Anti-trust Exemption Newsbeat
Wednesday, July 29, 2015
While many fans are aware that baseball is generally exempt from antitrust law, fewer realize that courts have adopted widely divergent views regarding the extent to which MLB’s operations are actually shielded from the law. For instance, just because MLB is generally immune from antitrust law does not mean that a court would necessarily give the league free reign to engage in anti-competitive practices in areas completely unrelated to professional baseball (such as if, for example, MLB Advanced Media — the league’s digital content distribution company — were to enter into a price-fixing scheme with other non-sports-related, Internet-streaming-video service providers).
Courts have traditionally disagreed regarding where to draw the line between MLB’s exempt and non-exempt conduct, and thus are deeply divided over the extent to which they will allow antitrust lawsuits to proceed against MLB. As a practical matter, then, anyone wishing to sue MLB under antitrust law may be able to do so – despite the league’s antitrust exemption – so long as they file their case in the right court…
That having been said, there may be some cases where this sort of forum shopping is not possible. In the San Jose lawsuit against MLB, for instance, the city had to file its case in a local court, even though California judges have traditionally adopted a broad view of baseball’s exemption.
In contrast, the plaintiffs’ lawyer in the recently filed suit challenging MLB’s scout hiring and pay practices wisely elected to file the case in New York, a jurisdiction that has historically viewed the exemption much more narrowly (as reflected in the decisions discussed above involving MLB’s television broadcasting and umpire relations). As a result, it would not be surprising if the New York court allows the antitrust portion of the case to move forward, despite baseball’s exemption.
Friday, April 17, 2015
Leading off…..Roberts…..John Roberts….
For the first time in four decades, the U.S. Supreme Court will have an opportunity to reconsider baseball’s notorious exemption from antitrust law. On Wednesday, the city of San Jose, California filed an appeal with the nation’s highest court, asking it to overturn professional baseball’s nearly century-old immunity from the Sherman Antitrust Act.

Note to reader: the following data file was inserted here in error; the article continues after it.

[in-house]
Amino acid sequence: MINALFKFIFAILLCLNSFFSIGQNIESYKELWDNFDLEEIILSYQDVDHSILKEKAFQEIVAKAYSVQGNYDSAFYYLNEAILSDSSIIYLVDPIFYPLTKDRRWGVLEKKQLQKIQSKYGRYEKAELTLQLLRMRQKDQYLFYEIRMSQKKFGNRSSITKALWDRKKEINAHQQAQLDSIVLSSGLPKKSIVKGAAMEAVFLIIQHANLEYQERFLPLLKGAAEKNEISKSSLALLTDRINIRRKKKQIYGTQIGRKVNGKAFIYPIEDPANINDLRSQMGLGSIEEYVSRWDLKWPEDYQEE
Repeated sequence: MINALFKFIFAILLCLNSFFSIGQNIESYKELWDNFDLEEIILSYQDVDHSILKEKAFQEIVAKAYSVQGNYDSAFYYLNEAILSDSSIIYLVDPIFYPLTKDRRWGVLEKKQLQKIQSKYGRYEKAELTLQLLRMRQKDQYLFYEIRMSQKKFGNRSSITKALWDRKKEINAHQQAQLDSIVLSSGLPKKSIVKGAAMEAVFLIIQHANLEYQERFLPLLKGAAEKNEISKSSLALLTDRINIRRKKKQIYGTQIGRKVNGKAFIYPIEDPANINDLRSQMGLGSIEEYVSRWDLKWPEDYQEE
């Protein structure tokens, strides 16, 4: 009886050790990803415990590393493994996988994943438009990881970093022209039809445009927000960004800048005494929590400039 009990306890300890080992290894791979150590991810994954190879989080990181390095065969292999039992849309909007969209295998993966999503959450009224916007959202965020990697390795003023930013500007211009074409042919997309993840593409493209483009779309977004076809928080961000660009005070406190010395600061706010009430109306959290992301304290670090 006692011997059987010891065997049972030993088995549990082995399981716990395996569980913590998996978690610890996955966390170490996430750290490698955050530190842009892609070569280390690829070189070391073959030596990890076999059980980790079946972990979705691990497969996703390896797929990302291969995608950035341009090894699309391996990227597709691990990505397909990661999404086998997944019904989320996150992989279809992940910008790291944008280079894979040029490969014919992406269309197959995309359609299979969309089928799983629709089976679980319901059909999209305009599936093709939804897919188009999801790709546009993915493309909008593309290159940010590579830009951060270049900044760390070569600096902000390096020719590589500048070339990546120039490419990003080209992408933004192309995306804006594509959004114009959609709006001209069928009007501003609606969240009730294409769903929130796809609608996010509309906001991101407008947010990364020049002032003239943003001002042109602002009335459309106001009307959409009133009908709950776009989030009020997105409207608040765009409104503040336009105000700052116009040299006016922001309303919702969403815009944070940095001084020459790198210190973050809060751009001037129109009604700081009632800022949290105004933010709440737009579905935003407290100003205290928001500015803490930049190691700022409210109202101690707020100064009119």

The appeal is the latest step in the litigation surrounding the Oakland A’s proposed move to San Jose. Back in 2013, the city sued Major League Baseball claiming that the league’s failure to approve the A’s relocation violated federal antitrust law. The district court dismissed the lawsuit later that same year, concluding that baseball’s exemption shielded MLB’s relocation decisions from antitrust scrutiny. That decision was upheld earlier this year by the Ninth Circuit Court of Appeals.
While these lower courts were constrained by a series of Supreme Court precedents exempting baseball from the Sherman Act, the Supreme Court itself is not bound to follow the prior rulings. So San Jose is asking the Court to seize this opportunity to overturn baseball’s highly controversial antitrust immunity. Like any appeal to the U.S. Supreme Court, however, the odds that the Court will agree to take San Jose’s appeal are rather slim.
San Jose is hoping to convince the Supreme Court to take the case by arguing that baseball’s antitrust exemption is an outdated doctrine that is harming the public interest in a variety of ways. In its Petition for A Writ of Certiorari – the formal name of an appeal to the Supreme Court – the city argues that none of the original legal justifications for the exemption remain.
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